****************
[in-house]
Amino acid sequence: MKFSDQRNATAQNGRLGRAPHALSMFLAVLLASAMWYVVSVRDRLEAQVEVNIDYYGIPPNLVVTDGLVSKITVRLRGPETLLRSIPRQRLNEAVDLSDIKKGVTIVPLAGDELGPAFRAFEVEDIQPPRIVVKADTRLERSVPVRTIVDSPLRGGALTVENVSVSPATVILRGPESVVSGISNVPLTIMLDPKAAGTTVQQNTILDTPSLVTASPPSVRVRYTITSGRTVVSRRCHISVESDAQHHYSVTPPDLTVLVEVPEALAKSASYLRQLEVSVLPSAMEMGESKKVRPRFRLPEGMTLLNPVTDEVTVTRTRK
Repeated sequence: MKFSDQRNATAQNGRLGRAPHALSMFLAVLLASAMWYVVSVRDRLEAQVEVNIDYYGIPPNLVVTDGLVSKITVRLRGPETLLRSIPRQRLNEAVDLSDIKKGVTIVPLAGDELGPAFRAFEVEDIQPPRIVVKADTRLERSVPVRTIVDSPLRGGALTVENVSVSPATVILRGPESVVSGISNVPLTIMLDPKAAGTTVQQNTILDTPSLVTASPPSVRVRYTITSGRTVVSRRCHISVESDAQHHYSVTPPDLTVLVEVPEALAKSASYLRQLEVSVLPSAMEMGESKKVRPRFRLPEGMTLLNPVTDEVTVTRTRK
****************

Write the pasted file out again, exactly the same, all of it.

[in-house]
Amino acid sequence: MKFSDQRNATAQNGRLGRAPHALSMFLAVLLASAMWYVVSVRDRLEAQVEVNIDYYGIPPNLVVTDGLVSKITVRLRGPETLLRSIPRQRLNEAVDLSDIKKGVTIVPLAGDELGPAFRAFEVEDIQPPRIVVKADTRLERSVPVRTIVDSPLRGGALTVENVSVSPATVILRGPESVVSGISNVPLTIMLDPKAAGTTVQQNTILDTPSLVTASPPSVRVRYTITSGRTVVSRRCHISVESDAQHHYSVTPPDLTVLVEVPEALAKSASYLRQLEVSVLPSAMEMGESKKVRPRFRLPEGMTLLNPVTDEVTVTRTRK
Repeated sequence: MKFSDQRNATAQNGRLGRAPHALSMFLAVLLASAMWYVVSVRDRLEAQVEVNIDYYGIPPNLVVTDGLVSKITVRLRGPETLLRSIPRQRLNEAVDLSDIKKGVTIVPLAGDELGPAFRAFEVEDIQPPRIVVKADTRLERSVPVRTIVDSPLRGGALTVENVSVSPATVILRGPESVVSGISNVPLTIMLDPKAAGTTVQQNTILDTPSLVTASPPSVRVRYTITSGRTVVSRRCHISVESDAQHHYSVTPPDLTVLVEVPEALAKSASYLRQLEVSVLPSAMEMGESKKVRPRFRLPEGMTLLNPVTDEVTVTRTRK